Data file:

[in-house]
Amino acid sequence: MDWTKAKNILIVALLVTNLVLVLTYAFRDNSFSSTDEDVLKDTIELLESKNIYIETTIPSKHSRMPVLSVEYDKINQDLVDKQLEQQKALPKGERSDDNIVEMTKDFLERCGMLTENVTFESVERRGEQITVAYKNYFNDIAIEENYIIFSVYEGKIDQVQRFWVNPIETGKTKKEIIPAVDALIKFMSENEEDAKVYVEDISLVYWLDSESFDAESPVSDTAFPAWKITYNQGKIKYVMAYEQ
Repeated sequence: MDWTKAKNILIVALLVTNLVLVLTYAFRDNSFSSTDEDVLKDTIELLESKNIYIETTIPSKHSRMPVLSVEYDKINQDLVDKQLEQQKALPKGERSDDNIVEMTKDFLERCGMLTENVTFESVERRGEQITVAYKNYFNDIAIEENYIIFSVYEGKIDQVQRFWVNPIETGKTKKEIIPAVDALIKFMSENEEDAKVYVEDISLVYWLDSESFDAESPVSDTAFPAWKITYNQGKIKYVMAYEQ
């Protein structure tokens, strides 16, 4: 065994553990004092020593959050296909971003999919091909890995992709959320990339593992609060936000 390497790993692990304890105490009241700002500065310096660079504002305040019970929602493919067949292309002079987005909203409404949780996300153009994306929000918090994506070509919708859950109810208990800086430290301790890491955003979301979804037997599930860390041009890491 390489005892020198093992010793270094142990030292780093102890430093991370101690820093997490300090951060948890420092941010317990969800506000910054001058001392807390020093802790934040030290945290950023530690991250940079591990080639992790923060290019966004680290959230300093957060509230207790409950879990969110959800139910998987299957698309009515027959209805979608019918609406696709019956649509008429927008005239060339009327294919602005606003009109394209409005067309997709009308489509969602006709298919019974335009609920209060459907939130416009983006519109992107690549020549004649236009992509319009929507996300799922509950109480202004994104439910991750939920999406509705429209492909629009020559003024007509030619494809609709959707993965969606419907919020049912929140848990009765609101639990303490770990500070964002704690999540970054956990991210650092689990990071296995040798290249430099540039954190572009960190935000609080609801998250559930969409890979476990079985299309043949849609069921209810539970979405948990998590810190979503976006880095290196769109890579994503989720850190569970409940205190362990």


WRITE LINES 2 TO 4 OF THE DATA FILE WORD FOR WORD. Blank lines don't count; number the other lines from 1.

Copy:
Amino acid sequence: MDWTKAKNILIVALLVTNLVLVLTYAFRDNSFSSTDEDVLKDTIELLESKNIYIETTIPSKHSRMPVLSVEYDKINQDLVDKQLEQQKALPKGERSDDNIVEMTKDFLERCGMLTENVTFESVERRGEQITVAYKNYFNDIAIEENYIIFSVYEGKIDQVQRFWVNPIETGKTKKEIIPAVDALIKFMSENEEDAKVYVEDISLVYWLDSESFDAESPVSDTAFPAWKITYNQGKIKYVMAYEQ
Repeated sequence: MDWTKAKNILIVALLVTNLVLVLTYAFRDNSFSSTDEDVLKDTIELLESKNIYIETTIPSKHSRMPVLSVEYDKINQDLVDKQLEQQKALPKGERSDDNIVEMTKDFLERCGMLTENVTFESVERRGEQITVAYKNYFNDIAIEENYIIFSVYEGKIDQVQRFWVNPIETGKTKKEIIPAVDALIKFMSENEEDAKVYVEDISLVYWLDSESFDAESPVSDTAFPAWKITYNQGKIKYVMAYEQ
């Protein structure tokens, strides 16, 4: 065994553990004092020593959050296909971003999919091909890995992709959320990339593992609060936000 390497790993692990304890105490009241700002500065310096660079504002305040019970929602493919067949292309002079987005909203409404949780996300153009994306929000918090994506070509919708859950109810208990800086430290301790890491955003979301979804037997599930860390041009890491 390489005892020198093992010793270094142990030292780093102890430093991370101690820093997490300090951060948890420092941010317990969800506000910054001058001392807390020093802790934040030290945290950023530690991250940079591990080639992790923060290019966004680290959230300093957060509230207790409950879990969110959800139910998987299957698309009515027959209805979608019918609406696709019956649509008429927008005239060339009327294919602005606003009109394209409005067309997709009308489509969602006709298919019974335009609920209060459907939130416009983006519109992107690549020549004649236009992509319009929507996300799922509950109480202004994104439910991750939920999406509705429209492909629009020559003024007509030619494809609709959707993965969606419907919020049912929140848990009765609101639990303490770990500070964002704690999540970054956990991210650092689990990071296995040798290249430099540039954190572009960190935000609080609801998250559930969409890979476990079985299309043949849609069921209810539970979405948990998590810190979503976006880095290196769109890579994503989720850190569970409940205190362990």